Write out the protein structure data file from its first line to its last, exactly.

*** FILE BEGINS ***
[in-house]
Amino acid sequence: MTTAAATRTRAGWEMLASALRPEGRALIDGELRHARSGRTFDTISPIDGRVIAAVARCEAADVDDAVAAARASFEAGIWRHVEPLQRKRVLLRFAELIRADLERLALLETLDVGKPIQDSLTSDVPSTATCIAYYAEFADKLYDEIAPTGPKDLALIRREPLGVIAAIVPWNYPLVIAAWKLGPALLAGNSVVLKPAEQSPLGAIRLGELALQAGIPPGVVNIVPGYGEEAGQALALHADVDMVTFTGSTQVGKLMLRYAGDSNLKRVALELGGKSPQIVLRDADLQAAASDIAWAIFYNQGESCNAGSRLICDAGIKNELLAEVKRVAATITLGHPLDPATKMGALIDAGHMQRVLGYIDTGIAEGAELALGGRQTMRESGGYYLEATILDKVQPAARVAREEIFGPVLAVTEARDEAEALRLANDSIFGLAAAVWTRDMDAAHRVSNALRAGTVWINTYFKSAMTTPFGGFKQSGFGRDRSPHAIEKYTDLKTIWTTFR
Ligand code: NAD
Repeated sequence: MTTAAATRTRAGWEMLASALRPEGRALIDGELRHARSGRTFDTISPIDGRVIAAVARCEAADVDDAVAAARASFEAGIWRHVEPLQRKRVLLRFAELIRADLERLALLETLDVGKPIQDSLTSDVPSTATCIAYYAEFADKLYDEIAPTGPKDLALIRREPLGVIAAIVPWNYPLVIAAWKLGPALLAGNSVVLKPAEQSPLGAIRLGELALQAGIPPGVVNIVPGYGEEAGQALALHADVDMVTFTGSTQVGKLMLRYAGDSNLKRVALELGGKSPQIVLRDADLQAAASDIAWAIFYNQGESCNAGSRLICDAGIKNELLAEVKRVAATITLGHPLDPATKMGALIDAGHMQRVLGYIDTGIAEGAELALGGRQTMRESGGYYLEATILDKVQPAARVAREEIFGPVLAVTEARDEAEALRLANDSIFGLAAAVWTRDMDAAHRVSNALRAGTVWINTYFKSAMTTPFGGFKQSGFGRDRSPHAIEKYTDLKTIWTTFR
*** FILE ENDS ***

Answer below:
[in-house]
Amino acid sequence: MTTAAATRTRAGWEMLASALRPEGRALIDGELRHARSGRTFDTISPIDGRVIAAVARCEAADVDDAVAAARASFEAGIWRHVEPLQRKRVLLRFAELIRADLERLALLETLDVGKPIQDSLTSDVPSTATCIAYYAEFADKLYDEIAPTGPKDLALIRREPLGVIAAIVPWNYPLVIAAWKLGPALLAGNSVVLKPAEQSPLGAIRLGELALQAGIPPGVVNIVPGYGEEAGQALALHADVDMVTFTGSTQVGKLMLRYAGDSNLKRVALELGGKSPQIVLRDADLQAAASDIAWAIFYNQGESCNAGSRLICDAGIKNELLAEVKRVAATITLGHPLDPATKMGALIDAGHMQRVLGYIDTGIAEGAELALGGRQTMRESGGYYLEATILDKVQPAARVAREEIFGPVLAVTEARDEAEALRLANDSIFGLAAAVWTRDMDAAHRVSNALRAGTVWINTYFKSAMTTPFGGFKQSGFGRDRSPHAIEKYTDLKTIWTTFR
Ligand code: NAD
Repeated sequence: MTTAAATRTRAGWEMLASALRPEGRALIDGELRHARSGRTFDTISPIDGRVIAAVARCEAADVDDAVAAARASFEAGIWRHVEPLQRKRVLLRFAELIRADLERLALLETLDVGKPIQDSLTSDVPSTATCIAYYAEFADKLYDEIAPTGPKDLALIRREPLGVIAAIVPWNYPLVIAAWKLGPALLAGNSVVLKPAEQSPLGAIRLGELALQAGIPPGVVNIVPGYGEEAGQALALHADVDMVTFTGSTQVGKLMLRYAGDSNLKRVALELGGKSPQIVLRDADLQAAASDIAWAIFYNQGESCNAGSRLICDAGIKNELLAEVKRVAATITLGHPLDPATKMGALIDAGHMQRVLGYIDTGIAEGAELALGGRQTMRESGGYYLEATILDKVQPAARVAREEIFGPVLAVTEARDEAEALRLANDSIFGLAAAVWTRDMDAAHRVSNALRAGTVWINTYFKSAMTTPFGGFKQSGFGRDRSPHAIEKYTDLKTIWTTFR